As all the bears in the world, the Sun Bear specie is vulnerable. Their population is declining fast.

Well, we all know the destruction of their habitat issue and the ridiculous Chinese bile-milking industry…but most of us are not aware that the Sun Bear is regarded as “nuisance”. People say they destroy private properties and plantations! THAT’S STUPID! If these people didn’t invade the Sun Bears territories, they wouldn’t have this problem in the first place! Ha!

One of my friends remarked that this small bear seem groggy and sleepy at zoos. Well, it’s because the Sun Bear is nocturnal. They are active at night and the zoos are forcing them to “entertain” the visitors at day time! Pffft!

The Sun Bear is one of the most neglected symbols of our region. It is the only one of the world's 8 species of bears that can only be found in our paradise. Let's not wait till its too late to save them.

Helarctos malayanus.


Monday, March 03, 2008

OUR CULINARY GEMS: Ikan Tunur Daun Simpur

Hello to all of the beautiful people who comes here everyday even though our blog was not updated for a whole fokken week! You sweeties are all goddesses. And I mean it!

Our first week here in Beijing was full of parties, functions, parties, parties and more parties. BISEAN didn't wanna say no to them dang invitations because this would be our home for the next 10 what a girl like me to do? -- Fokken say yes to all invitations as long as I'm treated like a fokken princess. Hahaha!

Ok, enough of the first update...this post is about our culinary gems.

Our blog friend Maurina (or as Pisanu calls her "The Legendary Blogger from Brunei") posted a recipe especially for moi! Yes, you heard me sweetie...MOI!

Unfortunately sweeties, I can't post the recipe here... So, what I would like you to do; all you beautiful people of Southeast to go to Maurina's blog for the recipe. She even took time to photograph each step! She is such a darling.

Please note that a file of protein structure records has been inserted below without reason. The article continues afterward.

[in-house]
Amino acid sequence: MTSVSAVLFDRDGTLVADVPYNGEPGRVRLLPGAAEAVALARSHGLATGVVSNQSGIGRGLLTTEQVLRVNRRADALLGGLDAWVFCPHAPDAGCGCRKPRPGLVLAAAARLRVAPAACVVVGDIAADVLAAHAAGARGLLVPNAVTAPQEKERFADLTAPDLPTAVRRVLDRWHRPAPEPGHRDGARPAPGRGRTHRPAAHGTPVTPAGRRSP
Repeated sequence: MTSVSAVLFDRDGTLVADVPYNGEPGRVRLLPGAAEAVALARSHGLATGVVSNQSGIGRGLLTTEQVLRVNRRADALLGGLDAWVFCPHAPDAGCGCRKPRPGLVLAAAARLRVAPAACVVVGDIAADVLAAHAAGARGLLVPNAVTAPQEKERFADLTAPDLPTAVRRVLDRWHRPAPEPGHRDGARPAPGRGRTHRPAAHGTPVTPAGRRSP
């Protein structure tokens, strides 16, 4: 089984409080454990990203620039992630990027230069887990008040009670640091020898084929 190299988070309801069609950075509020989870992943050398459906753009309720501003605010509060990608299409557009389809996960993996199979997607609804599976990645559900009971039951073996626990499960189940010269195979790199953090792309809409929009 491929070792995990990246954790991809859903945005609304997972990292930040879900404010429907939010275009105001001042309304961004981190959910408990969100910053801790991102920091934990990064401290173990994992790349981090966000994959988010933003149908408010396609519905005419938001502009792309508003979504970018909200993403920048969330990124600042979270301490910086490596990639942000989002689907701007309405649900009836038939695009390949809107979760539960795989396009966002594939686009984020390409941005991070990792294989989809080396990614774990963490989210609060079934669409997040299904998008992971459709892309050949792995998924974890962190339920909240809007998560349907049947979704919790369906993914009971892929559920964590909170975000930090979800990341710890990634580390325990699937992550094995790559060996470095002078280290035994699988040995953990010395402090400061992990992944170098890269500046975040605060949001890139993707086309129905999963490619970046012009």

So, click here and tell her I sent you. Don't forget!



Southeast Asian embassies in the capital city of the People's Republic of China -- Beijing...addresses and telephone numbers;

Embassy of Brunei Darussalam
North Street 1, Liang Ma Qiao, Chaoyang District, Beijing 100600
Tel: +86-10-65329773, 65329776, 65324093
Fax: +86-10-65324097

Royal Embassy of Cambodia
No.9, Dong Zhi Men Wai Dajie, Beijing, 100600
Tel: +86-10-65321889
Fax: +86-10-65323507

Embassy of the Republic of Indonesia
No.4, Dong Zhi Men Wai Street, Beijing 100600
Tel: +86-10-65325486, 65325488
Fax: +86-10-65325368, 65325782

Embassy of the Lao People's Democratic Republic
No. 11, Dong Si Jie, San Li Tun, Beijing 100600
Tel: +86-10-65321224
Fax: +86-10-65326748

Embassy of Malaysia
No.2, Liang Ma Qiao Bei Jie, Chaoyang District, Sanlitun, 100600 Beijing
Telephone : (8610) 6532 2531/ 32/ 33
Fax :(8610) 6532 5032

Embassy of the Union of Myanmar
No. 6, Dong Zhi Men Wai Street, Chaoyang District, Beijing, 100600
Tel: +86-10-65320351, 65320359
Fax: +86-10-65320408

Embassy of the Republic of Philippines
No. 23 Xiu Shui Bei Jie, Jian Guo Men Wai, Beijing 100600
Tel: +86-10-65321872, 65322451, 65322518
Fax: +86-10-65323761

Embassy of the Republic of Singapore
No. 1 Xiu Shui Bei Jie, Jian Guo Men Wai, Chaoyang District, Beijing 100600
Tel: +86-10-65321115
Fax: +86-10-65329405

The Royal Thai Embassy
No.40 Guang Hua Lu, Beijing 100600
Tel. +86-10-65321749
Fax: +86-10-65321748

Embassy of the Democratic Republic of Timor-Leste
Room 156, Gold Island Diplomatic Compound, No. 1, Xibahe Nan Lu, Beijing 100028
Tel: +86-10-64403072, 64403079
Fax: +86-10-64403071

Embassy of the Socialist Republic of Vietnam
No. 32, Guang Hua Lu, Jian Guo Men Wai, Beijing 100600
Tel: +86-10-65321155, 65327038
Fax: +86-10-65325720

The Embassies of Cambodia, Indonesia and Burma are on the same street with 2-3 lots away from each other. Singapore and the Philippines are on the same street -- Xiu Shui Bei Jie and so as the Royal Thai Embassy and Vietnam, both on Guang Hua Lu St. Malaysia and Brunei are just a stone's-throw away from each other.